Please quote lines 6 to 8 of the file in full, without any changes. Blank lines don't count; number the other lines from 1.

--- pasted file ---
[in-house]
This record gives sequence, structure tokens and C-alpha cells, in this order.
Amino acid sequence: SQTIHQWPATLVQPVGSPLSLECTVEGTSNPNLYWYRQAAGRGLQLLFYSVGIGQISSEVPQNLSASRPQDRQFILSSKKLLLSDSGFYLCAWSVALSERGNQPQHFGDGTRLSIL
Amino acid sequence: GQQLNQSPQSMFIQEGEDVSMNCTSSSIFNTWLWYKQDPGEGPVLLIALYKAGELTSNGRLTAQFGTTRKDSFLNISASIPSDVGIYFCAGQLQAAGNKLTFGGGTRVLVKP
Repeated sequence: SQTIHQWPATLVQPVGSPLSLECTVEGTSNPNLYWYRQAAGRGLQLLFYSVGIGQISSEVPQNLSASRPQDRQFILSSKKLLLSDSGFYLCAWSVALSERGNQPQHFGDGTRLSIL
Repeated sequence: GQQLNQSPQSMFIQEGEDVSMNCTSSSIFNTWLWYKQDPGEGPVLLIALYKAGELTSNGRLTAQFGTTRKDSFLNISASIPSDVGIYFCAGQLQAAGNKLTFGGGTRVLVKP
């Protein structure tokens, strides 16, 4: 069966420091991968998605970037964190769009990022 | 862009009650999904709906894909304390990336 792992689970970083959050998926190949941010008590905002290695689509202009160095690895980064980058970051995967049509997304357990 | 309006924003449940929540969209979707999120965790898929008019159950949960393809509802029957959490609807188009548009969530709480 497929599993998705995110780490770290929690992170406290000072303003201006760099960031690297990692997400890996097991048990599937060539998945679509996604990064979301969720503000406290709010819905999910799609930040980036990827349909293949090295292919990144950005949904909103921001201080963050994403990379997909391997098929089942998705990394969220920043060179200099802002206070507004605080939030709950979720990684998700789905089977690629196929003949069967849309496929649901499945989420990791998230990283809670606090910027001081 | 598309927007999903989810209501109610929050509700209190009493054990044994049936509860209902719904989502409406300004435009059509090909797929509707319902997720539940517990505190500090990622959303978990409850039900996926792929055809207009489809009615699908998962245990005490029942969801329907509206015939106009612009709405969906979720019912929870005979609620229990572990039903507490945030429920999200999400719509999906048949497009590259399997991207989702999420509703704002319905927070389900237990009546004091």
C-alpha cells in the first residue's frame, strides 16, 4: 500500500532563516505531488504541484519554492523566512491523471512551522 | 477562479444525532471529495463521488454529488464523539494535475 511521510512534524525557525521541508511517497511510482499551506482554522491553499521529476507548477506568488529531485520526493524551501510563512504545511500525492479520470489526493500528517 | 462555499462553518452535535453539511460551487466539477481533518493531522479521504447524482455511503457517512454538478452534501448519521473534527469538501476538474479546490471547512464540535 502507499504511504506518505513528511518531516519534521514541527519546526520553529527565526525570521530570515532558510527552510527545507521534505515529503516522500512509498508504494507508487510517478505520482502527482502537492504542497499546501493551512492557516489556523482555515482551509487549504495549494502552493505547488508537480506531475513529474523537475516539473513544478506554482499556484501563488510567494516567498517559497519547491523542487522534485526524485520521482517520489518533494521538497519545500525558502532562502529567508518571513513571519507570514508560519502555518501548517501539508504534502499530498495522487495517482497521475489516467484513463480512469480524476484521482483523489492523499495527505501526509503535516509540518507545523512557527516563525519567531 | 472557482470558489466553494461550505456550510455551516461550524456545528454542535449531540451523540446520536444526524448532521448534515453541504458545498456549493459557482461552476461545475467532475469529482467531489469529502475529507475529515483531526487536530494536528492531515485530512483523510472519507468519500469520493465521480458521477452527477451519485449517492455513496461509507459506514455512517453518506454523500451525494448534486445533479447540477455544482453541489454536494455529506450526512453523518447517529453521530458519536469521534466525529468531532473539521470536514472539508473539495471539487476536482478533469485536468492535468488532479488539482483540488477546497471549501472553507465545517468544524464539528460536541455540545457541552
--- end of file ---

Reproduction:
Repeated sequence: GQQLNQSPQSMFIQEGEDVSMNCTSSSIFNTWLWYKQDPGEGPVLLIALYKAGELTSNGRLTAQFGTTRKDSFLNISASIPSDVGIYFCAGQLQAAGNKLTFGGGTRVLVKP
């Protein structure tokens, strides 16, 4: 069966420091991968998605970037964190769009990022 | 862009009650999904709906894909304390990336 792992689970970083959050998926190949941010008590905002290695689509202009160095690895980064980058970051995967049509997304357990 | 309006924003449940929540969209979707999120965790898929008019159950949960393809509802029957959490609807188009548009969530709480 497929599993998705995110780490770290929690992170406290000072303003201006760099960031690297990692997400890996097991048990599937060539998945679509996604990064979301969720503000406290709010819905999910799609930040980036990827349909293949090295292919990144950005949904909103921001201080963050994403990379997909391997098929089942998705990394969220920043060179200099802002206070507004605080939030709950979720990684998700789905089977690629196929003949069967849309496929649901499945989420990791998230990283809670606090910027001081 | 598309927007999903989810209501109610929050509700209190009493054990044994049936509860209902719904989502409406300004435009059509090909797929509707319902997720539940517990505190500090990622959303978990409850039900996926792929055809207009489809009615699908998962245990005490029942969801329907509206015939106009612009709405969906979720019912929870005979609620229990572990039903507490945030429920999200999400719509999906048949497009590259399997991207989702999420509703704002319905927070389900237990009546004091």
C-alpha cells in the first residue's frame, strides 16, 4: 500500500532563516505531488504541484519554492523566512491523471512551522 | 477562479444525532471529495463521488454529488464523539494535475 511521510512534524525557525521541508511517497511510482499551506482554522491553499521529476507548477506568488529531485520526493524551501510563512504545511500525492479520470489526493500528517 | 462555499462553518452535535453539511460551487466539477481533518493531522479521504447524482455511503457517512454538478452534501448519521473534527469538501476538474479546490471547512464540535 502507499504511504506518505513528511518531516519534521514541527519546526520553529527565526525570521530570515532558510527552510527545507521534505515529503516522500512509498508504494507508487510517478505520482502527482502537492504542497499546501493551512492557516489556523482555515482551509487549504495549494502552493505547488508537480506531475513529474523537475516539473513544478506554482499556484501563488510567494516567498517559497519547491523542487522534485526524485520521482517520489518533494521538497519545500525558502532562502529567508518571513513571519507570514508560519502555518501548517501539508504534502499530498495522487495517482497521475489516467484513463480512469480524476484521482483523489492523499495527505501526509503535516509540518507545523512557527516563525519567531 | 472557482470558489466553494461550505456550510455551516461550524456545528454542535449531540451523540446520536444526524448532521448534515453541504458545498456549493459557482461552476461545475467532475469529482467531489469529502475529507475529515483531526487536530494536528492531515485530512483523510472519507468519500469520493465521480458521477452527477451519485449517492455513496461509507459506514455512517453518506454523500451525494448534486445533479447540477455544482453541489454536494455529506450526512453523518447517529453521530458519536469521534466525529468531532473539521470536514472539508473539495471539487476536482478533469485536468492535468488532479488539482483540488477546497471549501472553507465545517468544524464539528460536541455540545457541552